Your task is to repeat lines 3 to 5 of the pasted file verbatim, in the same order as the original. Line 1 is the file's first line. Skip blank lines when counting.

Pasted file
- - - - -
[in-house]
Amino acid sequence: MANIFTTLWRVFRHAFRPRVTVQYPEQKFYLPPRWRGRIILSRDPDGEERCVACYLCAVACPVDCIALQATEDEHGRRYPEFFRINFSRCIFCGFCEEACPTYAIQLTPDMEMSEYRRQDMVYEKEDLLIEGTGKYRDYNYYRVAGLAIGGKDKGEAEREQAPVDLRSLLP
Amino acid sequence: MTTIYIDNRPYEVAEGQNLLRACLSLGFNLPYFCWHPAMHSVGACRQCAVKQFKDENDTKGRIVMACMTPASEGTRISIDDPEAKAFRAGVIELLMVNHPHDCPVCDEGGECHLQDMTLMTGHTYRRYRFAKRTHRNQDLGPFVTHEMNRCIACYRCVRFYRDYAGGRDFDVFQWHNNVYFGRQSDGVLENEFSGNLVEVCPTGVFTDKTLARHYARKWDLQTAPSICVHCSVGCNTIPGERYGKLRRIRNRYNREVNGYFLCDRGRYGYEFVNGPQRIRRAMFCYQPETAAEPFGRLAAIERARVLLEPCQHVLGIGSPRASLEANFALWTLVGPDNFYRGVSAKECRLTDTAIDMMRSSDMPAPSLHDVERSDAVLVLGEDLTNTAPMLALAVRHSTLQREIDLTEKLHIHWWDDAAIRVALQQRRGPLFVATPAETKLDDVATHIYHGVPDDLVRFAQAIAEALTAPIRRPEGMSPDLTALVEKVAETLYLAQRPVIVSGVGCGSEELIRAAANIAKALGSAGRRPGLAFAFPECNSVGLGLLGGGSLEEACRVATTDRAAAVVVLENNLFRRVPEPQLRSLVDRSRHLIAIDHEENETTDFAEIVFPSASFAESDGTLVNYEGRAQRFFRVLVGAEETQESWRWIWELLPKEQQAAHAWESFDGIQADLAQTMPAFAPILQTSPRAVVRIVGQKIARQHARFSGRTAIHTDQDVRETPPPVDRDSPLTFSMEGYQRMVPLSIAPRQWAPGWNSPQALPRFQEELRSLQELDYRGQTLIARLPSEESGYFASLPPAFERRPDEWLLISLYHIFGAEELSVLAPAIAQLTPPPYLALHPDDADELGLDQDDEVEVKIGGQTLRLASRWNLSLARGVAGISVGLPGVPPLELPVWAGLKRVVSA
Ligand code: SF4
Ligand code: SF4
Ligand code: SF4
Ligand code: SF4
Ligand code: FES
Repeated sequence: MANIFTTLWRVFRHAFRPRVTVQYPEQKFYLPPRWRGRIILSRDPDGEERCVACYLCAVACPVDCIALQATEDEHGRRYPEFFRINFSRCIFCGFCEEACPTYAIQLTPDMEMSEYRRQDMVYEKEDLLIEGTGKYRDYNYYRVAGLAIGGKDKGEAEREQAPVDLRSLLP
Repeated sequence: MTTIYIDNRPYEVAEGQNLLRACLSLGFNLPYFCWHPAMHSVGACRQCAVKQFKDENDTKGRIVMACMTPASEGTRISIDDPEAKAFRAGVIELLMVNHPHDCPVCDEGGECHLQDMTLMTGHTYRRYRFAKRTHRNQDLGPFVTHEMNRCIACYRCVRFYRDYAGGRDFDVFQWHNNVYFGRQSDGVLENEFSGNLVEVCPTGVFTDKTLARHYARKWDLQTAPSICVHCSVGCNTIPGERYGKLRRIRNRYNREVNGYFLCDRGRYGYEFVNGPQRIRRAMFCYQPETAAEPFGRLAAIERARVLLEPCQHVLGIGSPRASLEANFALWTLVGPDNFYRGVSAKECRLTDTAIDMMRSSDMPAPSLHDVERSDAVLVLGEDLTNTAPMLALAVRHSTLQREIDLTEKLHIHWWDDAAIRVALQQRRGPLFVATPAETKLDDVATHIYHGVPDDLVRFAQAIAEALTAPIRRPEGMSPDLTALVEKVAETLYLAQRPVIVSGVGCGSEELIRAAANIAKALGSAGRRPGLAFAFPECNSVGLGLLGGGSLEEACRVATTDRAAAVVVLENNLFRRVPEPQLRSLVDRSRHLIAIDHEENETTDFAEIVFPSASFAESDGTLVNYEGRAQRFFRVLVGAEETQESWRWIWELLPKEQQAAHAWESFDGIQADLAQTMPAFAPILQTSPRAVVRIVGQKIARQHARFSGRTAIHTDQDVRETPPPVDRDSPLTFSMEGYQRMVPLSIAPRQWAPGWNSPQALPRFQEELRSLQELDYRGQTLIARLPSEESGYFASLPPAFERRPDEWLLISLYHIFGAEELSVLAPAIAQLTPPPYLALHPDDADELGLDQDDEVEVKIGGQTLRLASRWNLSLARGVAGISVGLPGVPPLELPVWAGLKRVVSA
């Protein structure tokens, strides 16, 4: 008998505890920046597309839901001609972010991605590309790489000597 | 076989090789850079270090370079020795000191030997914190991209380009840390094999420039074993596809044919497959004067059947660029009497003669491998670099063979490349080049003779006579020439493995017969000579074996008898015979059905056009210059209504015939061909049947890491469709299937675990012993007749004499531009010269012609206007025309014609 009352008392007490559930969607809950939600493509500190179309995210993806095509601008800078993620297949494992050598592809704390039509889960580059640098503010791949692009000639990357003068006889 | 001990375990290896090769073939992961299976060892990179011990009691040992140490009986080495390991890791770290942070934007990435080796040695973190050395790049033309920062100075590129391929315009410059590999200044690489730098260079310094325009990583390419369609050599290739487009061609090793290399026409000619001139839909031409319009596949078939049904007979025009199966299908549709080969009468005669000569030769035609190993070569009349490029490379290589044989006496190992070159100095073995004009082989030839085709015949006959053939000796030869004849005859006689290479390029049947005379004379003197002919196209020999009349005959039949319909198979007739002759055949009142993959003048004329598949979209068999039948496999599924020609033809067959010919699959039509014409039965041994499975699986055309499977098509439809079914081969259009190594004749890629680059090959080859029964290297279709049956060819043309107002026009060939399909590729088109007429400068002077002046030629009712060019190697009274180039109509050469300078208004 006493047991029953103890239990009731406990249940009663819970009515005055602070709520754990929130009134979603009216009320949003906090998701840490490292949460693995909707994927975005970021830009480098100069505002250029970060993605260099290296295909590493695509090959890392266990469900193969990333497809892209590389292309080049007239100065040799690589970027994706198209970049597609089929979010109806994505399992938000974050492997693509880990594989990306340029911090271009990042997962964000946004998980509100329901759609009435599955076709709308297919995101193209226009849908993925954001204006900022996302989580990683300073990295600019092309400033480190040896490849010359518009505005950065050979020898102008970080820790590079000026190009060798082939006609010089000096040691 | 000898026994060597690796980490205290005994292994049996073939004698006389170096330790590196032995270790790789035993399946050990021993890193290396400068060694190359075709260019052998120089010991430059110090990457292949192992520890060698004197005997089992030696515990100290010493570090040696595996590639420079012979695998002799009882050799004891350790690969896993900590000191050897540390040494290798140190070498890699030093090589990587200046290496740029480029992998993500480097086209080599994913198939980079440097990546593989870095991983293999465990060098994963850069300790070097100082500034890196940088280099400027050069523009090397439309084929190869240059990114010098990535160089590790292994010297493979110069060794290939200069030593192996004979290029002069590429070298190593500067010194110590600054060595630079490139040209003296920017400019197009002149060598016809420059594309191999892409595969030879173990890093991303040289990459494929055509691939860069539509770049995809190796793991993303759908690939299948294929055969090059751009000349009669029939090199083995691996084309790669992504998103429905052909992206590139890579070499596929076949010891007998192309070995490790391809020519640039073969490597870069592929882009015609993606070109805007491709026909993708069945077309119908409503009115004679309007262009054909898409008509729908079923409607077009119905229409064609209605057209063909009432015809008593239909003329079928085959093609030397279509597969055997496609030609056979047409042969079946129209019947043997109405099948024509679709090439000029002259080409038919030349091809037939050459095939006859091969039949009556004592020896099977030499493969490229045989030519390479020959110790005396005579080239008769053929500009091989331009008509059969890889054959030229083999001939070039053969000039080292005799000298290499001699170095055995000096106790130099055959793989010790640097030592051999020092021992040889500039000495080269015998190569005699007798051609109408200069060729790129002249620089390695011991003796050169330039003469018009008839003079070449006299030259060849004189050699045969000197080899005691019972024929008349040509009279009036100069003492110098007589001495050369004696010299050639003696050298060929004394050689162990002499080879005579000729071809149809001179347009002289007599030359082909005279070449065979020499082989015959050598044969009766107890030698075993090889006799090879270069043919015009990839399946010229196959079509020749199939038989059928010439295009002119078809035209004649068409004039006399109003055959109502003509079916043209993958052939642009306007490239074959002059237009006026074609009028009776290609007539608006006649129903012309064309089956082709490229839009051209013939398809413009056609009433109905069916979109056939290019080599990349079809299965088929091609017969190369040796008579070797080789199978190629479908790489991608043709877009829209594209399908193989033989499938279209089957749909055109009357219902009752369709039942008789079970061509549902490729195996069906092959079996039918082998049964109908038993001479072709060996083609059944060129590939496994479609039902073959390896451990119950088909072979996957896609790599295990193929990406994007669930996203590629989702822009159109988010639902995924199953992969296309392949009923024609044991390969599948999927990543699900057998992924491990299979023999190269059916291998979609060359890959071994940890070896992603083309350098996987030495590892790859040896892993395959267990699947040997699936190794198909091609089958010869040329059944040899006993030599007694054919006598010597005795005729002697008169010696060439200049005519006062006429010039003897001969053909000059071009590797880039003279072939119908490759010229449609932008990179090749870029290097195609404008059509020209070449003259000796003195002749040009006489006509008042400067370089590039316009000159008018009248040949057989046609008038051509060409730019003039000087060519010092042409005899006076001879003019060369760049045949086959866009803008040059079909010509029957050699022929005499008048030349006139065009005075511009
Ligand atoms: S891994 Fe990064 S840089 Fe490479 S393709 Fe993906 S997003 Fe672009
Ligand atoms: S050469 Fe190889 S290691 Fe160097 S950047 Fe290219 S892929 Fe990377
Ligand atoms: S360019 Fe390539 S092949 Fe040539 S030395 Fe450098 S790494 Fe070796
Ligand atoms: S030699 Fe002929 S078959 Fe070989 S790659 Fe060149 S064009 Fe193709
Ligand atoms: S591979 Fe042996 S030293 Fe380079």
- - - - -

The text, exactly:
Amino acid sequence: MTTIYIDNRPYEVAEGQNLLRACLSLGFNLPYFCWHPAMHSVGACRQCAVKQFKDENDTKGRIVMACMTPASEGTRISIDDPEAKAFRAGVIELLMVNHPHDCPVCDEGGECHLQDMTLMTGHTYRRYRFAKRTHRNQDLGPFVTHEMNRCIACYRCVRFYRDYAGGRDFDVFQWHNNVYFGRQSDGVLENEFSGNLVEVCPTGVFTDKTLARHYARKWDLQTAPSICVHCSVGCNTIPGERYGKLRRIRNRYNREVNGYFLCDRGRYGYEFVNGPQRIRRAMFCYQPETAAEPFGRLAAIERARVLLEPCQHVLGIGSPRASLEANFALWTLVGPDNFYRGVSAKECRLTDTAIDMMRSSDMPAPSLHDVERSDAVLVLGEDLTNTAPMLALAVRHSTLQREIDLTEKLHIHWWDDAAIRVALQQRRGPLFVATPAETKLDDVATHIYHGVPDDLVRFAQAIAEALTAPIRRPEGMSPDLTALVEKVAETLYLAQRPVIVSGVGCGSEELIRAAANIAKALGSAGRRPGLAFAFPECNSVGLGLLGGGSLEEACRVATTDRAAAVVVLENNLFRRVPEPQLRSLVDRSRHLIAIDHEENETTDFAEIVFPSASFAESDGTLVNYEGRAQRFFRVLVGAEETQESWRWIWELLPKEQQAAHAWESFDGIQADLAQTMPAFAPILQTSPRAVVRIVGQKIARQHARFSGRTAIHTDQDVRETPPPVDRDSPLTFSMEGYQRMVPLSIAPRQWAPGWNSPQALPRFQEELRSLQELDYRGQTLIARLPSEESGYFASLPPAFERRPDEWLLISLYHIFGAEELSVLAPAIAQLTPPPYLALHPDDADELGLDQDDEVEVKIGGQTLRLASRWNLSLARGVAGISVGLPGVPPLELPVWAGLKRVVSA
Ligand code: SF4
Ligand code: SF4